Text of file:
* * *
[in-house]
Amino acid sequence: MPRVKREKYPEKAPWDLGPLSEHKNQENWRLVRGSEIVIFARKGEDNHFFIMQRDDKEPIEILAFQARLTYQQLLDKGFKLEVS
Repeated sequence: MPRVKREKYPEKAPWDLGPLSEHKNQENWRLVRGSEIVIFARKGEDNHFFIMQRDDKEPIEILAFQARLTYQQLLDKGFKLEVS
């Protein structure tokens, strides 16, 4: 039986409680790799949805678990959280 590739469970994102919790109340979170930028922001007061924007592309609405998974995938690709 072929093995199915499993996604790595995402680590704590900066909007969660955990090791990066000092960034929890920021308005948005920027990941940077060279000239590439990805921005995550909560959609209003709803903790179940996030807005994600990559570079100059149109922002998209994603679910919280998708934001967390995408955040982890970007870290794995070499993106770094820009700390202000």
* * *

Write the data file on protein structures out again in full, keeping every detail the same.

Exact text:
[in-house]
Amino acid sequence: MPRVKREKYPEKAPWDLGPLSEHKNQENWRLVRGSEIVIFARKGEDNHFFIMQRDDKEPIEILAFQARLTYQQLLDKGFKLEVS
Repeated sequence: MPRVKREKYPEKAPWDLGPLSEHKNQENWRLVRGSEIVIFARKGEDNHFFIMQRDDKEPIEILAFQARLTYQQLLDKGFKLEVS
């Protein structure tokens, strides 16, 4: 039986409680790799949805678990959280 590739469970994102919790109340979170930028922001007061924007592309609405998974995938690709 072929093995199915499993996604790595995402680590704590900066909007969660955990090791990066000092960034929890920021308005948005920027990941940077060279000239590439990805921005995550909560959609209003709803903790179940996030807005994600990559570079100059149109922002998209994603679910919280998708934001967390995408955040982890970007870290794995070499993106770094820009700390202000």